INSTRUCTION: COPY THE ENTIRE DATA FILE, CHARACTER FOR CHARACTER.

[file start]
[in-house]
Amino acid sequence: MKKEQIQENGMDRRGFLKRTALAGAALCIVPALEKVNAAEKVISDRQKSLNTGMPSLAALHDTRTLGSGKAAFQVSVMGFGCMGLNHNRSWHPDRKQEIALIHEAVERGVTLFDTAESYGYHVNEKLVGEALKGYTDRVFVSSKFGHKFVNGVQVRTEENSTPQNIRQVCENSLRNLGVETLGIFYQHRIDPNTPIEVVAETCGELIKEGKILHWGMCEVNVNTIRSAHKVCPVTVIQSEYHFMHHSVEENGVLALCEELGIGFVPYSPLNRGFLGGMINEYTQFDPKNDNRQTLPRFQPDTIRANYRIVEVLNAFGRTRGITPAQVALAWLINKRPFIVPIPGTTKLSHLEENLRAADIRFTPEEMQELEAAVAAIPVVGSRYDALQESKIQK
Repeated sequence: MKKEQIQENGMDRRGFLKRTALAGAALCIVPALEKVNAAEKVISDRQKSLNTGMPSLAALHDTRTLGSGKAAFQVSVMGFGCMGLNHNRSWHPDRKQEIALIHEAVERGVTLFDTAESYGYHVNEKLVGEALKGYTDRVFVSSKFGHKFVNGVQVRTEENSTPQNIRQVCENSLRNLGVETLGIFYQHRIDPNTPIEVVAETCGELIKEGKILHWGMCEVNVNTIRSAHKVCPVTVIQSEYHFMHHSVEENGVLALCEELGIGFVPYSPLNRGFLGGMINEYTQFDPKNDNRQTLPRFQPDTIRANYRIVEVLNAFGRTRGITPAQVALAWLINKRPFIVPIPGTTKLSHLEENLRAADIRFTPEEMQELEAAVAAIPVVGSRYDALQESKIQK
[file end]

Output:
[in-house]
Amino acid sequence: MKKEQIQENGMDRRGFLKRTALAGAALCIVPALEKVNAAEKVISDRQKSLNTGMPSLAALHDTRTLGSGKAAFQVSVMGFGCMGLNHNRSWHPDRKQEIALIHEAVERGVTLFDTAESYGYHVNEKLVGEALKGYTDRVFVSSKFGHKFVNGVQVRTEENSTPQNIRQVCENSLRNLGVETLGIFYQHRIDPNTPIEVVAETCGELIKEGKILHWGMCEVNVNTIRSAHKVCPVTVIQSEYHFMHHSVEENGVLALCEELGIGFVPYSPLNRGFLGGMINEYTQFDPKNDNRQTLPRFQPDTIRANYRIVEVLNAFGRTRGITPAQVALAWLINKRPFIVPIPGTTKLSHLEENLRAADIRFTPEEMQELEAAVAAIPVVGSRYDALQESKIQK
Repeated sequence: MKKEQIQENGMDRRGFLKRTALAGAALCIVPALEKVNAAEKVISDRQKSLNTGMPSLAALHDTRTLGSGKAAFQVSVMGFGCMGLNHNRSWHPDRKQEIALIHEAVERGVTLFDTAESYGYHVNEKLVGEALKGYTDRVFVSSKFGHKFVNGVQVRTEENSTPQNIRQVCENSLRNLGVETLGIFYQHRIDPNTPIEVVAETCGELIKEGKILHWGMCEVNVNTIRSAHKVCPVTVIQSEYHFMHHSVEENGVLALCEELGIGFVPYSPLNRGFLGGMINEYTQFDPKNDNRQTLPRFQPDTIRANYRIVEVLNAFGRTRGITPAQVALAWLINKRPFIVPIPGTTKLSHLEENLRAADIRFTPEEMQELEAAVAAIPVVGSRYDALQESKIQK